You are using an outdated browser.
Please upgrade your browser
and improve your visit to our site.
Skip Navigation

The Kremlin Is Trying To Erase Memories Of The Gulag

Courtesy of the Gulag Museum at Perm-36

The word gulag sends shivers down the spine of anyone unfortunate enough to have lived under Stalinist terror. Soviet history is ragged with deportations, forced labor, starvation, executions, and political repression. Yet in the whole of Russia, there is only one museum, a converted labor camp located in a remote village in the northern Ural Mountains, that documents these abuses. Today, as a result of President Vladimir Putin’s efforts to revive the grandiose Stalinist narrative of Russian history, it is on the verge of shutdown.

Soviet-era Russia was dotted with hundreds of prison camps. Today, Perm 36 is the only preserved Stalin-era labor camp in the country. It operated as a prison colony for political dissidents until the end of the Soviet period; the last prisoner left in 1988.

Many in the West are aware of the horrors of the gulag, but few may realize that many Soviet camps stayed in business well into the reform era of Mikhail Gorbachev. In Russia, repression is often publicly associated primarily, and sometimes solely, with the Stalinist period. Russian museums, such as Moscow’s State Gulag Museum and Tomsk’s interactive NKVD museum, exclusively memorialize the Stalinist terror and the Great Purges. But Perm 36 is the only former labor camp that immortalizes the lives of political dissidents throughout the entire Soviet era. 

The Perm Region, still home to the largest convict population in Russia, was known for what’s called the “Perm Triangle”—the three camps that held legendary dissidents like Vladimir Bukovsky from 1972 to 1988. Today, Perm 36 is run by Memorial, a Russian human rights group dedicated to preserving unvarnished history of the Soviet era. Since 2005, the group has hosted an international forum for Russian and European pro-democracy activists and historians on the campgrounds.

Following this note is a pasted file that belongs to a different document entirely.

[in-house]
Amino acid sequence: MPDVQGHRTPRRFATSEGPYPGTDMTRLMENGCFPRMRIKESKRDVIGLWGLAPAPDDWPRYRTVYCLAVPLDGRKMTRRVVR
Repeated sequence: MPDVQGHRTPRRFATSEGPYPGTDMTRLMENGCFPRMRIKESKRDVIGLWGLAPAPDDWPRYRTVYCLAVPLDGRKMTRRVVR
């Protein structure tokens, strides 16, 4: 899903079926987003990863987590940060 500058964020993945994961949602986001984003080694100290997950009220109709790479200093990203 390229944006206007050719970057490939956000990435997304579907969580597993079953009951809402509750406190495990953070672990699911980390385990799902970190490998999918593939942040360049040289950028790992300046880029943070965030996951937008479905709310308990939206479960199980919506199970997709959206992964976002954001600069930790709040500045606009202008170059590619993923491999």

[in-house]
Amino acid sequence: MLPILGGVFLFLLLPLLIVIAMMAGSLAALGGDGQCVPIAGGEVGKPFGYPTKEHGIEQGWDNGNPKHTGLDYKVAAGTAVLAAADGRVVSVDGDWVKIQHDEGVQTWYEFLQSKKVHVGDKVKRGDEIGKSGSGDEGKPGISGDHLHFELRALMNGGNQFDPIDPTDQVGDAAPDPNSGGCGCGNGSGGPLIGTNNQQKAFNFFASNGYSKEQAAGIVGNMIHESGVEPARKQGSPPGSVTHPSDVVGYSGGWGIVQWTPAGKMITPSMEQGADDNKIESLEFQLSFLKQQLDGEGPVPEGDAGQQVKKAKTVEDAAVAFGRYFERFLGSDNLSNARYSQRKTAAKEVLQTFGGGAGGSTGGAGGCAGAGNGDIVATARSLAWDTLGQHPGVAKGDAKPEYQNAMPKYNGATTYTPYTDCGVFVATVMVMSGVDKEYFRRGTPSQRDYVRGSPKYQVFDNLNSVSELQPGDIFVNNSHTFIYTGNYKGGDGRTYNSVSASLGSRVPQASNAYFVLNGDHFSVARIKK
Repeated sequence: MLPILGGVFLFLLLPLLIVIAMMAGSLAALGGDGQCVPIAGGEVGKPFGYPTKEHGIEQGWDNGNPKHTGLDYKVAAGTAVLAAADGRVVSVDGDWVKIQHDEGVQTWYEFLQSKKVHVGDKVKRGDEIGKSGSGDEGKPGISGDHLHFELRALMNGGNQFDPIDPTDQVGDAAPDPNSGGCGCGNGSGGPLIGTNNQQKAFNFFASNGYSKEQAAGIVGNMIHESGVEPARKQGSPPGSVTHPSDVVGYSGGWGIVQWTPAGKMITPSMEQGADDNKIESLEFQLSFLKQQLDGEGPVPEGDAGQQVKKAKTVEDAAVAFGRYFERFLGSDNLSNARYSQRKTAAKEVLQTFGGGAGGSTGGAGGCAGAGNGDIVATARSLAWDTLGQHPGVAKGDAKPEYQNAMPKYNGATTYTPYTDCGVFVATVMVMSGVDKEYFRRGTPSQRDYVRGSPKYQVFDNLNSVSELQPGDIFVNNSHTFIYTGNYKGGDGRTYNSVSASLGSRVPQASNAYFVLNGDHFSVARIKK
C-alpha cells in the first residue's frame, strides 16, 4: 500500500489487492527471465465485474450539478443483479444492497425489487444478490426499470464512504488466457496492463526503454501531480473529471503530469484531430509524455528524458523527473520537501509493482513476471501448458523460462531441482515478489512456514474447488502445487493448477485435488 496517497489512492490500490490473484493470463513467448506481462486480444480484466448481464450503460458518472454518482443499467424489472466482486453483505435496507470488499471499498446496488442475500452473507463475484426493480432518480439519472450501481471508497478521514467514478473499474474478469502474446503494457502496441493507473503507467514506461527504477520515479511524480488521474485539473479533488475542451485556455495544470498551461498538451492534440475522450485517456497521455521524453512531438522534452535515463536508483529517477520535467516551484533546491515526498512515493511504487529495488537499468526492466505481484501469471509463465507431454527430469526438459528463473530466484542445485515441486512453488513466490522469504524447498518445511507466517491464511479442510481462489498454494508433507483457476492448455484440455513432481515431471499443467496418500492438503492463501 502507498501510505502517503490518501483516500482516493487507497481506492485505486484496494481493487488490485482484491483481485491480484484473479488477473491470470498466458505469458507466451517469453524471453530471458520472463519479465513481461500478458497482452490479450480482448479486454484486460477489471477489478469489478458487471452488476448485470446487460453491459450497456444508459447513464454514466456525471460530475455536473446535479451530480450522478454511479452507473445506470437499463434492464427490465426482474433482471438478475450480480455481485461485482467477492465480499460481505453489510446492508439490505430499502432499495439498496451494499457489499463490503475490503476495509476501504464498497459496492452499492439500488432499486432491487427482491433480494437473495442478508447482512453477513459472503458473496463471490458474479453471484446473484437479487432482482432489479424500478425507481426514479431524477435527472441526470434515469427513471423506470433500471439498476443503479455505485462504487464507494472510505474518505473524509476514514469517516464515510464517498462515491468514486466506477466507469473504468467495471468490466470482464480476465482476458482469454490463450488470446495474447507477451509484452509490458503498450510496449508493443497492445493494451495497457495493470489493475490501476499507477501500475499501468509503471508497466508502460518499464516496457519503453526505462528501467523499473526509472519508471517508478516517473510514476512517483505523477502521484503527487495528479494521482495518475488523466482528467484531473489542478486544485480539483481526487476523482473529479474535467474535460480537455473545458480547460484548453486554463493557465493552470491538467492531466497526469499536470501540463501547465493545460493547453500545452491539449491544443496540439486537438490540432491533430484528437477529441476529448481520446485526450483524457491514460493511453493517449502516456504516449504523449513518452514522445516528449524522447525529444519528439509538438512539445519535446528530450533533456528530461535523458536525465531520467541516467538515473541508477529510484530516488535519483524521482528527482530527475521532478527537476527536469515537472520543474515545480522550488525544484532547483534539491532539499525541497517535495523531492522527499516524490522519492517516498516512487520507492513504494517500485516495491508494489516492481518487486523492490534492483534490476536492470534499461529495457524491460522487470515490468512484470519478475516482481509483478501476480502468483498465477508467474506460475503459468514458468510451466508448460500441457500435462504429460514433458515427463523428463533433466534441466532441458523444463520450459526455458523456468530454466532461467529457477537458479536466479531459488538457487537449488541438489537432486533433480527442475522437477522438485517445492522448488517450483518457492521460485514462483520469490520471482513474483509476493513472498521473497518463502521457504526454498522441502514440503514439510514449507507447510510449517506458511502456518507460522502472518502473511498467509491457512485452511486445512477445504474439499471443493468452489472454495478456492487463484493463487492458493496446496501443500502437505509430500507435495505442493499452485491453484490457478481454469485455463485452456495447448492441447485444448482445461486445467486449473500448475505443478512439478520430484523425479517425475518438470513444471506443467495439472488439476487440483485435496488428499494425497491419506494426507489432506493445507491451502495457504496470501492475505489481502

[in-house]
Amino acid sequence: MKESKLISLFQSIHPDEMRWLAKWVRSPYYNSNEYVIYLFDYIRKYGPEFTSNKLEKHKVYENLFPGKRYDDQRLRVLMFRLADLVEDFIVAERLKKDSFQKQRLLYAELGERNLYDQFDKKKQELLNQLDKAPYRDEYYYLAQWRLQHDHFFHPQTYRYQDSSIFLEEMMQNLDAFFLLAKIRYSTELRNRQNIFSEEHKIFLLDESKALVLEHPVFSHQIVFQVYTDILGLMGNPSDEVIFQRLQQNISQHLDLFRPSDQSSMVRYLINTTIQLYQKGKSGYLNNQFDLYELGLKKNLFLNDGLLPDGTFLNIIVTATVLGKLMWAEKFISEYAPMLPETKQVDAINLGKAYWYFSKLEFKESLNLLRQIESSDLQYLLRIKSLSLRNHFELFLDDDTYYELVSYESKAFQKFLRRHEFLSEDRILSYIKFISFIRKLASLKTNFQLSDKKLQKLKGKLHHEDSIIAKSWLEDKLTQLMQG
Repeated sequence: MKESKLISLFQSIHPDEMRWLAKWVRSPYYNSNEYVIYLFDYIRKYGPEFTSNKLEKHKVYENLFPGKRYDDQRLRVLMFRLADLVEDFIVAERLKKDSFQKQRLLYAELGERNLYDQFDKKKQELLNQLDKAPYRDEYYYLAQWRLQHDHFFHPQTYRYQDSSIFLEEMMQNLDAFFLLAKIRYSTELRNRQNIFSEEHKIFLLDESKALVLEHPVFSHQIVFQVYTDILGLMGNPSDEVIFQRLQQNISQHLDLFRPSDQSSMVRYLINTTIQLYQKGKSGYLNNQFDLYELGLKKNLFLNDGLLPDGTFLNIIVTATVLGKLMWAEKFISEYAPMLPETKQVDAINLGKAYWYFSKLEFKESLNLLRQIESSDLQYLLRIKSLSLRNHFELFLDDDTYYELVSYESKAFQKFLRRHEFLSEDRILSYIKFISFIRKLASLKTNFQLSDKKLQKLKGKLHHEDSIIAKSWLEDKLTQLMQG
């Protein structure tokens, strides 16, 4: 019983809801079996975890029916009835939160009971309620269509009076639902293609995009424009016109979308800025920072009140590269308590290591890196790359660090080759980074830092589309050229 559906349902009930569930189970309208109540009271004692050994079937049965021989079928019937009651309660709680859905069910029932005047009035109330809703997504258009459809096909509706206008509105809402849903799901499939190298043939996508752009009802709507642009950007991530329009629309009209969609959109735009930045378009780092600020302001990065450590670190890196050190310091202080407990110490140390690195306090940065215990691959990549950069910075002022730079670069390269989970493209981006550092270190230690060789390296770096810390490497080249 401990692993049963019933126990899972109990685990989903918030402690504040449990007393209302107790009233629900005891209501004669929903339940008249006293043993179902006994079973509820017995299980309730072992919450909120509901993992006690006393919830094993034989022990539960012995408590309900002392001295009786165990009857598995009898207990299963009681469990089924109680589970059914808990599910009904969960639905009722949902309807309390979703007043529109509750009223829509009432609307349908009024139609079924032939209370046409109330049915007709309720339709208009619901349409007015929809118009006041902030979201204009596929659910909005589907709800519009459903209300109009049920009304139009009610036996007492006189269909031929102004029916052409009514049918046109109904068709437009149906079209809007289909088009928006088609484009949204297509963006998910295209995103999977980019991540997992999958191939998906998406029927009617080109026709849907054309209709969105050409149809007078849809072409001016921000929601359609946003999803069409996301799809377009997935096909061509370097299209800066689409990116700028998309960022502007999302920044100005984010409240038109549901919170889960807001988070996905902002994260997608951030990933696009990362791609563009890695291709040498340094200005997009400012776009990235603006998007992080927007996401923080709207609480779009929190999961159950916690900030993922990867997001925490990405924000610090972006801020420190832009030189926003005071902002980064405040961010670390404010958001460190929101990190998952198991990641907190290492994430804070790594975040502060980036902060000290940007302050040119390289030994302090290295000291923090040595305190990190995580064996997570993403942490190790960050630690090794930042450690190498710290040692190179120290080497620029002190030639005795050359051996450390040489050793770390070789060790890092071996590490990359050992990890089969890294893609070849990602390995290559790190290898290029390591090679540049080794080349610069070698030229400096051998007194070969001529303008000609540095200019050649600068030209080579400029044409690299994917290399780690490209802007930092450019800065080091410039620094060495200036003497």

For a while, things seemed to be going relatively well for Perm 36. I worked for Memorial’s Perm branch, which consisted of two rooms in a Krushchev-era building, back in 2010. Perm was a different city then. Authorities pushed ambitious plans to remodel the industrial city, which had been ravaged by the post-Soviet gold rush. Perm’s governor at the time, oligarch Oleg Chirkunov, embarked on a “cultural revolution” and flew in European and American designers for the purpose of opening a lavish modern art gallery in an abandoned Stalinist ferry station. The New York Times hailed the city as a “Bilbao on the edge of Siberia." The avant-garde Moscow art curator Marat Guelman was assigned to head the gallery, and he in turn set up an annual White Nights theater and music festival modeled after Edinburgh's. 

But Perm’s dream was short-lived. In late 2011, Vladimir Putin returned to the presidency. Moscow saw the largest protests in its post-Soviet history, and the Kremlin began a crackdown on dissent that continues to this day. Far-flung Perm was not spared. The art-lover governor Chirkunov was replaced by an ardent Putin ally. Guelman was blocked from continuing his project in Perm after staging an exhibition satirizing the 2014 Sochi Winter Olympics.